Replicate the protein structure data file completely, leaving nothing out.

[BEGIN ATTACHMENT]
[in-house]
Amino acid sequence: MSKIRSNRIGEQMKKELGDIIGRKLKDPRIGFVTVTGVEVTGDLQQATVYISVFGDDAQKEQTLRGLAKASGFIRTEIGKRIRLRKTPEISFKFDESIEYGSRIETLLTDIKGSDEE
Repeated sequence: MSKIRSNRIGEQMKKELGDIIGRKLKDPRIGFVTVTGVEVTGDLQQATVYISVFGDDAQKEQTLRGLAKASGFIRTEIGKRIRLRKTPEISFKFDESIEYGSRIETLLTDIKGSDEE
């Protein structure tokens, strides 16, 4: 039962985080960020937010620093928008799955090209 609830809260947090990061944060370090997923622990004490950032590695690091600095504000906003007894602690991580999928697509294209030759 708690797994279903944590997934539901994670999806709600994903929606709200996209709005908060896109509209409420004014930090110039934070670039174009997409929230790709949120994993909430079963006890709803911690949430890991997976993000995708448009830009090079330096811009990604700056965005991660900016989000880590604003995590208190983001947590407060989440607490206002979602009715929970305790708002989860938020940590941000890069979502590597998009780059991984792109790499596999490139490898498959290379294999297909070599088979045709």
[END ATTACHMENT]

[in-house]
Amino acid sequence: MSKIRSNRIGEQMKKELGDIIGRKLKDPRIGFVTVTGVEVTGDLQQATVYISVFGDDAQKEQTLRGLAKASGFIRTEIGKRIRLRKTPEISFKFDESIEYGSRIETLLTDIKGSDEE
Repeated sequence: MSKIRSNRIGEQMKKELGDIIGRKLKDPRIGFVTVTGVEVTGDLQQATVYISVFGDDAQKEQTLRGLAKASGFIRTEIGKRIRLRKTPEISFKFDESIEYGSRIETLLTDIKGSDEE
């Protein structure tokens, strides 16, 4: 039962985080960020937010620093928008799955090209 609830809260947090990061944060370090997923622990004490950032590695690091600095504000906003007894602690991580999928697509294209030759 708690797994279903944590997934539901994670999806709600994903929606709200996209709005908060896109509209409420004014930090110039934070670039174009997409929230790709949120994993909430079963006890709803911690949430890991997976993000995708448009830009090079330096811009990604700056965005991660900016989000880590604003995590208190983001947590407060989440607490206002979602009715929970305790708002989860938020940590941000890069979502590597998009780059991984792109790499596999490139490898498959290379294999297909070599088979045709």